Monthly Archives: September 2015

Blind Faith in the Power of Beauty: ‘The Prize’ by Jill Bialosky

For Edward Darby, the meaning of life can be found in the curve of a well-crafted watch, in an antique table’s warm weight, or in the balancing stroke of paint on a chaotic canvas. The protagonist of Jill Bialosky’s new novel, The Prize (Counterpoint; 325 pages), lives his life according to the principle of cultivating beautiful things. Edward believes structure, attention to detail, and erudite emotion will bring him happiness. He looks to art to reveal the importance of ordinary life, but also as a means to transcend it. Over the course of the novel, the lacquer of Edward’s curated …Continue reading

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Making (and Making Sense of) a New Life: ‘After the Parade’ by Lori Ostlund

If it’s true that a good man is hard to find, Lori Ostlund’s first novel, After the Parade (Scribner; 352 pages), demonstrates that leaving one might be just as difficult. As the book opens, Aaron Englund has finally worked up the nerve to break up with Walter, his older lover/Henry Higgins of 23 years, with whom he long ago fell out of love. Having packed his possessions, Aaron steers his U-Haul away from the security of their home in Albuquerque toward San Francisco. Not because he wants to join the city’s famous gay scene, but because Taffy, a colleague, lives …Continue reading

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A Long March, Both Taxing & Fascinating: ‘The Dying Grass’ by William T. Vollmann

William T. Vollmann’s Seven Dreams series traces the history of the colonization of North America, beginning in the ninth century and stretching into the twentieth, focusing on the bloody conflicts between the continent’s native inhabitants and its settlers. The fifth volume, The Dying Grass (Viking, 1,356 pages), chronicles the Nez Perce War of 1877, a series of skirmishes that took place over the course of several months, and more than 1,000 miles, between the eponymous Native American tribe and the United States military, and which resulted, predictably, in harsh sanctions and the relegation of the Nez Perces to a reservation. …Continue reading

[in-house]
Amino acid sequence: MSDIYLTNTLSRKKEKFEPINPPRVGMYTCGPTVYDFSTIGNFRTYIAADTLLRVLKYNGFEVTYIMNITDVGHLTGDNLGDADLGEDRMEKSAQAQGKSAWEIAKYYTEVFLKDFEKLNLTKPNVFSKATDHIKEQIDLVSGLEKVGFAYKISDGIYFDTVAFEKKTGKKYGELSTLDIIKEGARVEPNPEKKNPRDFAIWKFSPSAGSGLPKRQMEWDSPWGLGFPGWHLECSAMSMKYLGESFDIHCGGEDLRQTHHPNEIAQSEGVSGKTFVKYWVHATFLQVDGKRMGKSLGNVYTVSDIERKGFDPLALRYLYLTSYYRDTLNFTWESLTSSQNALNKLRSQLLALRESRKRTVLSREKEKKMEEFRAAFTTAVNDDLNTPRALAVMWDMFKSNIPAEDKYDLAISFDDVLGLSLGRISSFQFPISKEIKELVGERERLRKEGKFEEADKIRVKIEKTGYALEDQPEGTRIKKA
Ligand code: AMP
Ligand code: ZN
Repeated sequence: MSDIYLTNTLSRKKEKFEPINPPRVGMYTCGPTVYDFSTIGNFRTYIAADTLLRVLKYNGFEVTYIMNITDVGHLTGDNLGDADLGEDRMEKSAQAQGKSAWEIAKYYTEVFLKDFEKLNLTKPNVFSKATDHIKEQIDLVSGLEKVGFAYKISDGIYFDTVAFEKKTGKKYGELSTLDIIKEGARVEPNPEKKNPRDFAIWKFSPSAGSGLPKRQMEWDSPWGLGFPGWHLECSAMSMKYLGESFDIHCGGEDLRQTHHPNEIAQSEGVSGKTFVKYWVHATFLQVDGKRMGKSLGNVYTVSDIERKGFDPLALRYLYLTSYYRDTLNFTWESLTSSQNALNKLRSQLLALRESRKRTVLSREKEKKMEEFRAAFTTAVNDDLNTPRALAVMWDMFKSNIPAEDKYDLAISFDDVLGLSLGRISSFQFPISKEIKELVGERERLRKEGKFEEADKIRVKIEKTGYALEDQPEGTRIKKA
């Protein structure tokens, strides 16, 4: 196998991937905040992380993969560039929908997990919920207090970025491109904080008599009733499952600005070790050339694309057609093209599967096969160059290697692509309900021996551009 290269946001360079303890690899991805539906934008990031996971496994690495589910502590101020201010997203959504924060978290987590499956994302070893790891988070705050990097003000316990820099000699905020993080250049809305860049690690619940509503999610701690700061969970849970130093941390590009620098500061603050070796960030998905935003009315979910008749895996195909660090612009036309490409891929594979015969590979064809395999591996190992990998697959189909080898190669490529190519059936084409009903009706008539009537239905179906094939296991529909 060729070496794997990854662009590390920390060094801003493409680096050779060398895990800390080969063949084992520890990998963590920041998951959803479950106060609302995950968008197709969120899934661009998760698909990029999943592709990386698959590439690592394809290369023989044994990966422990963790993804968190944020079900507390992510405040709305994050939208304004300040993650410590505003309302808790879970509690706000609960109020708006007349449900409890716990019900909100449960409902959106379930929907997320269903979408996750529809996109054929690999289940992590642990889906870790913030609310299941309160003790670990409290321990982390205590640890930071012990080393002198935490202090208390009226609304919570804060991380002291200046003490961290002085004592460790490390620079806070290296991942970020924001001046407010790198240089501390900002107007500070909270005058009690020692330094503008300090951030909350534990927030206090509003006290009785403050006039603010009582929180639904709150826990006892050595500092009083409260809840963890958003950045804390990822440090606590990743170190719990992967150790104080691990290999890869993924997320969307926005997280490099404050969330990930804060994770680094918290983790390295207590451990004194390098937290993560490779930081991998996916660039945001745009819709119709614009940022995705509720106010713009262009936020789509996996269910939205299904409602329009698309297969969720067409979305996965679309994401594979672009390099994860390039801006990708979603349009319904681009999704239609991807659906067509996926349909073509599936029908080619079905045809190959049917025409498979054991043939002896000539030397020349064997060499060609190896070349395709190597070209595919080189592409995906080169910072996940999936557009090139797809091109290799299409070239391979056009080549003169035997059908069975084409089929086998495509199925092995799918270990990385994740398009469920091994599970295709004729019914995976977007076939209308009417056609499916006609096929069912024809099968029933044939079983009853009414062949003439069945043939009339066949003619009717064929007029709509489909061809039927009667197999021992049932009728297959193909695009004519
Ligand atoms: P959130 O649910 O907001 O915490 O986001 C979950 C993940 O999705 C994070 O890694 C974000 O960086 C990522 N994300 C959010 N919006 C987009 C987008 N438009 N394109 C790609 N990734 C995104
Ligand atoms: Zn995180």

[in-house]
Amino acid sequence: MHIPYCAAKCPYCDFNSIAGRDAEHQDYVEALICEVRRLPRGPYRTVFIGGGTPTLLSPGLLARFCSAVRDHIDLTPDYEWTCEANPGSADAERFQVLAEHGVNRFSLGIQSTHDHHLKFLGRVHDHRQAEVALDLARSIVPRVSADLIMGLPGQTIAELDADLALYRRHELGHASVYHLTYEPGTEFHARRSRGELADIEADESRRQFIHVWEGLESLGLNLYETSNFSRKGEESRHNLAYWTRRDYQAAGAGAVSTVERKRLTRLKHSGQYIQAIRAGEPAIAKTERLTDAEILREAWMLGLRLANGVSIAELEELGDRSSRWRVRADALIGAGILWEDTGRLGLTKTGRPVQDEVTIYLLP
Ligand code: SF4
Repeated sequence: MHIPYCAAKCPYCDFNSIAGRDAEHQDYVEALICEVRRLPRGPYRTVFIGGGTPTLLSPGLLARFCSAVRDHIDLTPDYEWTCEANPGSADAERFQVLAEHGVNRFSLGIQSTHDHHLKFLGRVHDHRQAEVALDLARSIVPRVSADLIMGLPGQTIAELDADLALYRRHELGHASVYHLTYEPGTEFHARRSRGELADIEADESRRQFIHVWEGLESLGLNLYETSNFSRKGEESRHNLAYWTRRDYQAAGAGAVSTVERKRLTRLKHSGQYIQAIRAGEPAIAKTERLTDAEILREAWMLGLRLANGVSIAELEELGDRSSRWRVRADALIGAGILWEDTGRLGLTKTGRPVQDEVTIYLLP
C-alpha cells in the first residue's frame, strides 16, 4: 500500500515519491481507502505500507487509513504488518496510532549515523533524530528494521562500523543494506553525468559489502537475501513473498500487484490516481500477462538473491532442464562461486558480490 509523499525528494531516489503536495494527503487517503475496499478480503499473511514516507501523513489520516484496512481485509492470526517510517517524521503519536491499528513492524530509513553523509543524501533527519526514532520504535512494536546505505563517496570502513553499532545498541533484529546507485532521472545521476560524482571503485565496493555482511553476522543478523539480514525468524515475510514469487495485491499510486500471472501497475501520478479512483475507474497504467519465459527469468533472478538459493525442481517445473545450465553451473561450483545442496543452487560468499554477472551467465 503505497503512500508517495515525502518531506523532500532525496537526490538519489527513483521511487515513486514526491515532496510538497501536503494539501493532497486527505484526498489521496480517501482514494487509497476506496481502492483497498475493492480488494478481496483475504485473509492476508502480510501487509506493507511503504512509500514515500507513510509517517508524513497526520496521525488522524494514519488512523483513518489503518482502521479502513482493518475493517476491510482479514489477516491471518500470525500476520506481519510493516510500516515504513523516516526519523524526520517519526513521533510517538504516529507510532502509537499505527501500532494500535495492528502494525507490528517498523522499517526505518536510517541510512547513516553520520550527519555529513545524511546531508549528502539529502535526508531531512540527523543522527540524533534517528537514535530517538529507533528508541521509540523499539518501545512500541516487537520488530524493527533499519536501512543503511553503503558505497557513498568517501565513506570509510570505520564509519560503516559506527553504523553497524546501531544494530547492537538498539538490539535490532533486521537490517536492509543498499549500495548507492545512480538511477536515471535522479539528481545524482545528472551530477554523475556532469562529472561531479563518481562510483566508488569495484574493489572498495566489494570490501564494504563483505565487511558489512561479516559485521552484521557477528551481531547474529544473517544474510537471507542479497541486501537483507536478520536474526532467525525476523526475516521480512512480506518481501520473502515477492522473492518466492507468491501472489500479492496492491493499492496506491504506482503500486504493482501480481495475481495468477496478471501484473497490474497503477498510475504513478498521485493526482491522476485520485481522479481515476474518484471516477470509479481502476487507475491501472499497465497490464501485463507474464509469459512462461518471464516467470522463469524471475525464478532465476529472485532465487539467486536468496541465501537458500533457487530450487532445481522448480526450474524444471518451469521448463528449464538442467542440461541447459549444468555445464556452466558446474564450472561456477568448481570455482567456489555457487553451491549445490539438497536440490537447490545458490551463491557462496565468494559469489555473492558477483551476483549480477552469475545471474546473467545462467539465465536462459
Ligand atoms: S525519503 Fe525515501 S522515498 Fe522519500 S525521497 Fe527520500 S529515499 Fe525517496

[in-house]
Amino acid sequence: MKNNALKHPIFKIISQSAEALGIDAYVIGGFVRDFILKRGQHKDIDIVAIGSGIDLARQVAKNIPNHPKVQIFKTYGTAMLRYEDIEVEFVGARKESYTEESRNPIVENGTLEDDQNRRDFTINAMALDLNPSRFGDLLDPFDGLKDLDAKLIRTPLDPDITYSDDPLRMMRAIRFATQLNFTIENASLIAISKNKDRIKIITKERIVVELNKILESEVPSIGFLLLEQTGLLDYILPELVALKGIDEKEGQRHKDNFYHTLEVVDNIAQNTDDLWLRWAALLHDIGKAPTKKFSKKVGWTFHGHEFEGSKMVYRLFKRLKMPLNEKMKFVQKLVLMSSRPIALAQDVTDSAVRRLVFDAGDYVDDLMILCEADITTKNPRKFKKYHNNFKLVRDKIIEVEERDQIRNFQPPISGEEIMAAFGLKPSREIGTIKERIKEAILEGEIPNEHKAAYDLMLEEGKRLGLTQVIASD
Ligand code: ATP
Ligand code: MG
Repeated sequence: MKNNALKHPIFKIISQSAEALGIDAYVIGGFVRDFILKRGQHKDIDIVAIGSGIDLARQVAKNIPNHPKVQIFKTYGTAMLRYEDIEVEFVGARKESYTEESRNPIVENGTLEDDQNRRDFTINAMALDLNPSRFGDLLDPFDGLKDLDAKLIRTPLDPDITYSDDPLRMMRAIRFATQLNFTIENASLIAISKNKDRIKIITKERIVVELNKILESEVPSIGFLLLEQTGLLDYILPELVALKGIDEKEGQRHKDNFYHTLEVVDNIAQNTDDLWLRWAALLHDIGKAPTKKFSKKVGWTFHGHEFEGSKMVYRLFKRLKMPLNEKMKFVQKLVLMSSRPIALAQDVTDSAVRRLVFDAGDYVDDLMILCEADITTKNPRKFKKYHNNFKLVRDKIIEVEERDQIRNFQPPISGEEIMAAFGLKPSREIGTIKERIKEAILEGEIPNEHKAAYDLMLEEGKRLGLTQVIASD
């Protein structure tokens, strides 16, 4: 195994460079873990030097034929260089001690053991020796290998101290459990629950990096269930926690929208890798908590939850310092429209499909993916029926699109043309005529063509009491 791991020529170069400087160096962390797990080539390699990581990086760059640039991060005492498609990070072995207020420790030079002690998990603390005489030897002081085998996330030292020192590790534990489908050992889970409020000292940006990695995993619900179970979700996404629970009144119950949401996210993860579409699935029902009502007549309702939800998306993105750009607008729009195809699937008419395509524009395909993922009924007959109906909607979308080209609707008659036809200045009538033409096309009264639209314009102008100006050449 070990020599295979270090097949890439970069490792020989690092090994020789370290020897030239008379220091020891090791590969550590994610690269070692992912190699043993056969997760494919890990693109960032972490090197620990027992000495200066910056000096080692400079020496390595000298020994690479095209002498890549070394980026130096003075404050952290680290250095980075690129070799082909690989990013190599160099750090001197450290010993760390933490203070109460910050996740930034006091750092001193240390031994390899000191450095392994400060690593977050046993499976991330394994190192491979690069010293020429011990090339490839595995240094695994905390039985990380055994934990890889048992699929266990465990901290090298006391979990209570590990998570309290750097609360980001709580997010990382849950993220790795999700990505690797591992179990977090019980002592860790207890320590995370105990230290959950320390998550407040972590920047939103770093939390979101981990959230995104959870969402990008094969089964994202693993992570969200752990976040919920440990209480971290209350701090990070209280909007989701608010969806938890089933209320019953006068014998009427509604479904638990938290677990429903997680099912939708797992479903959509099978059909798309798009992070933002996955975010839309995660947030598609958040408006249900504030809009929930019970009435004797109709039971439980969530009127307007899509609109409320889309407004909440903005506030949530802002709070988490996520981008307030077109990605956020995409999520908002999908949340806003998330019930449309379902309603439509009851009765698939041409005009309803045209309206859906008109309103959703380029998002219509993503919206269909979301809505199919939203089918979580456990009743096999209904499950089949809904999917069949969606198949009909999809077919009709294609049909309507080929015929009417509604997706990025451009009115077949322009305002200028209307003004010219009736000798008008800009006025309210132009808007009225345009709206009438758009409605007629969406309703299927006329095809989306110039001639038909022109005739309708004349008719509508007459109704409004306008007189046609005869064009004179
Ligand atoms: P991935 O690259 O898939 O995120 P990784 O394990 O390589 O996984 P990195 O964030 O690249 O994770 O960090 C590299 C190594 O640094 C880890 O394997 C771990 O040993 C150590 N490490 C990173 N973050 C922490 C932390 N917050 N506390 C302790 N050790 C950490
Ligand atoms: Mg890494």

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The Wistful Battle to Be Better: ‘Bream Gives Me Hiccups’ by Jesse Eisenberg

If Jesse Eisenberg’s first fiction collection were made up of simple extended bits, in which Eisenberg takes an initial premise and wittily wrings it for every drop of comedic juice possible, the book would still be an entertaining read. What makes Bream Gives Me Hiccups (Grove; 256 pages) more than that, however, is the dissection of social anxiety underlying each piece. Through a myriad of perspectives—from a precocious, broken-homed nine-year-old boy and an obnoxious college freshman with self-projection issues to Carmelo Anthony after an irritating run-in with a fan—Eisenberg relates a collective understanding of how difficult it is to both …Continue reading

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